I’ve thought for several hours about the child
at the supermarket, pushed round by his Mum,
his eyes fixed upwards, mouth open wide

and every now and then flapping his arms.
We crossed paths maybe six or seven times
and I was quick to look away to some

eye level blurb for a discounted item.
Though at one point I veered into the path
of the lifestyle guru famous for his schemes

on how to gain the maximum of worth
from monthly lower middle wage packets.
A household name, this minister of thrift,

yet all I noticed was his single basket.
There is a silent sadness that speaks out,
our inner lives shine through, we cannot mask it

as we all shuffle off to the self checkout.



I run two laps during the magic hour
and from a certain point I shoot a glance
toward the city’s growing clutch of towers

then back towards the sloping hills that once
were used for grazing sheep in the Great War.
Below, the workers in their council vans

have knocked off from their current daily chore,
installing drainage to tackle the lakes
that form downhill after every downpour,

though it seems every penny that we make
flows upwards, zooming through the city’s veins
to reach the ground floor as the street lights wake

to rise storey by storey til they gain
the penthouse vantage point from which they fly
to offshore spawning grounds where they remain

oblivious to our receding lives.


I voyage across South London to see
if I can source tonight’s ingredients
without using Tesco or Sainsburys.

I precure chicken portions from the quaint
free range organic butchery in Dulwich
then scored my veggies from the cockney gents

who never pronounce tees and drop each aitch
unless they’re calling Wayne Rooney a twa-t!
I now admit I almost met my match

buying ketchup from the franchise market
part owned by local Bangladeshis
and some shady Irish conglomerate.

I spanned the borough, walked by terraces,
gated communities and rough estates
which still makes me a bit of a pussy

compared to ancestors that knew the Great
Famine of 1845, or those
hunter gatherers that made it through the Late

Pleistocene epoch. At least I choose
to keep my pennies from the corporate mammoth
and get to know these gritty Southwark streets,

walking that extra mile for fair trade houmous.

Canto LXIV

The ground has opened outside HMV
to give us all a view of London’s guts,
the pipes for gas and electricity,

the arteries that fuel the storefront lights,
cross-cross over dry cement and sand
as two men in hi-vis and builder’s hats

stare into it, one listens to commands
then answers back into his radio,
“It’s looking bad, the way the damage stands

I’d say five minutes til the bastard blows”
We all hear him and yet, we shuffle on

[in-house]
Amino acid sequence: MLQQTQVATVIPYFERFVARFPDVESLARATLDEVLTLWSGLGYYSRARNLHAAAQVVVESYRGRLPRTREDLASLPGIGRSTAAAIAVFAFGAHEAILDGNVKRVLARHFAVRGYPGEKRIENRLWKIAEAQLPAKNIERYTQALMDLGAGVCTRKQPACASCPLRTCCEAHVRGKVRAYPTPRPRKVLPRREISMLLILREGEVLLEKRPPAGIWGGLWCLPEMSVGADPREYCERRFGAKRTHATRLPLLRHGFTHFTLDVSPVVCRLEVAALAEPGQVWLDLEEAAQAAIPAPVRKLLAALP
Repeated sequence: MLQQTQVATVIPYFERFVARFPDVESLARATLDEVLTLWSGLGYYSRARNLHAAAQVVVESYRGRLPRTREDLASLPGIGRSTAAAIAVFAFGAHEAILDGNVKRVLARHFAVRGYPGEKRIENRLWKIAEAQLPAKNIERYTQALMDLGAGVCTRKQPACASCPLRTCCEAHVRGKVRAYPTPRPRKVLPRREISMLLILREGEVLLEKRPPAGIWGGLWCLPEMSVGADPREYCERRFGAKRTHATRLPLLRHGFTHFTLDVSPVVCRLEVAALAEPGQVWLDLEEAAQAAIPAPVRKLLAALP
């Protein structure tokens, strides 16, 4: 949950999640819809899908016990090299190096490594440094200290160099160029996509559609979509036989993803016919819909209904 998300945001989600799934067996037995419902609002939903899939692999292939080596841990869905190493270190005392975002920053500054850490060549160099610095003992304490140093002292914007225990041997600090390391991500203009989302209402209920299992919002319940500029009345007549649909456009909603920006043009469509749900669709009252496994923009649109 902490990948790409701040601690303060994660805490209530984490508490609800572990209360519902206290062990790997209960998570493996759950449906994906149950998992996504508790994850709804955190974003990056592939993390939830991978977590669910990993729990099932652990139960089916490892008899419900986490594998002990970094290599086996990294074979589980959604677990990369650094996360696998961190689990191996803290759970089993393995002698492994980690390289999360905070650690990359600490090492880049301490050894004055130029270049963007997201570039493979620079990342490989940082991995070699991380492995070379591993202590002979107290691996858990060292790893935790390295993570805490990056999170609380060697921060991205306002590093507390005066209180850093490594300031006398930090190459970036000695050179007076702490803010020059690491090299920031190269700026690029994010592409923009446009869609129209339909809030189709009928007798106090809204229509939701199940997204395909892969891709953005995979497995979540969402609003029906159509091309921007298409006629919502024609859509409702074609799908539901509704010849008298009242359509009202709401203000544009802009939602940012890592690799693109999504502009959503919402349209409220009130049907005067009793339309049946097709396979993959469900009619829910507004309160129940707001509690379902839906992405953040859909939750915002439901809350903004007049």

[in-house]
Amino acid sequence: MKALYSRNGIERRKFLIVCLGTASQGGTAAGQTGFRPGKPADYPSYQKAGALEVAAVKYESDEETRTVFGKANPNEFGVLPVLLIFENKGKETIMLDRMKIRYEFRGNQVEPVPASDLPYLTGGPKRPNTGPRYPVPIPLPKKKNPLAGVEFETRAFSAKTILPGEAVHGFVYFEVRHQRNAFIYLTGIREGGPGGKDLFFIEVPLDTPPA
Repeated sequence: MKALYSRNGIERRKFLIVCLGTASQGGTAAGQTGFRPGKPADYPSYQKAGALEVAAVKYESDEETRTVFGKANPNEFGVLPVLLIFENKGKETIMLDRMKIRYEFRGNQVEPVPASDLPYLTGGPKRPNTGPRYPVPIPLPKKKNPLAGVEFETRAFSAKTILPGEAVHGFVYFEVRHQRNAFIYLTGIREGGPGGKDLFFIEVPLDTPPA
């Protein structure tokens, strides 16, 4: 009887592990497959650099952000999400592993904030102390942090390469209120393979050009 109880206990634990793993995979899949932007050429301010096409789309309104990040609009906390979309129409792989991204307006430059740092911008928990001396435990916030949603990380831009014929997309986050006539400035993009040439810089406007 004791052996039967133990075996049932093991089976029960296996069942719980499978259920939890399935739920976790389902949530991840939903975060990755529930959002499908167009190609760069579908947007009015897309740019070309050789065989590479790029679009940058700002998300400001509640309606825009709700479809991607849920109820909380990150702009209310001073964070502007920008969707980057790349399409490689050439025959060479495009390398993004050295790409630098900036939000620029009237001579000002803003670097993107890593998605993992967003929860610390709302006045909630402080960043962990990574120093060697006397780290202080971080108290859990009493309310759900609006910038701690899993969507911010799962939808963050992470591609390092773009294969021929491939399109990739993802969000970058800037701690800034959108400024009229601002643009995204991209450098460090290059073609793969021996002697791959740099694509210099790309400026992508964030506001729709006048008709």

into our retail paradise to browse

PlayStation games and Blu Rays, gaze upon
the endless discount items, aisle to aisle,
for one day all of this may well be gone

if that hole widens from metres to miles
or growing cracks from the construction site
trespass hallowed ground of shopping malls.

We must shop on and not give in to fright,
as long as change jangles within our pockets—
just look up to the early Christmas lights

and leave it to the men in yellow jackets.

Canto XXII

The future of this burly East End town:
a clusterfuck of LCDs and glass
perched on top of businesses torn down

before their natural use by dates had passed.
Some endure in the postcode’s marginalia
among the run down boozers and long grass:

the traveller sites and street names still familiar,
all shadowed by its looming call to prayer,
consumerism’s Sagrada Familia.

Dear reader, I guess it’s hard for you to care
as I tap the screen of the smartphone I wield,
not haggling down the market, I’m right here,

failing to be leftfield in Westfield.

Canto XIV

Ain’t buying your Blu Ray, Mr¬† Lucas,
you’ve tinkered with your babies far too much
and I’m not one for stirring up a ruckus,

I bought the DVDs, I bought the merch—
Darth Vader piggy banks; Lego X-wings—
I know you shouldn’t care, you’re stinking rich

and I should’ve got rid of childish things.
But childhood always returns to my thoughts
and I can still recall a fair few things:

the happy lack of any flying robots;
the older version of Anakin’s ghost;
Solo’s blaster firing off the first shot;

Jabba’s palace never played the host
to a song and dance catastrophe, but oh,
the crap that really winds me up the most

is when you made Darth Vader cry out Nooo!
and turned a shot of underplayed pathos
into a third rate Simpsons episode.

So I’m running from Start Wars like the clappers
to grudgingly admit advancing years.
This sixty quid ain’t filling up your coffers,

I choose instead to spunk the lot on on beer

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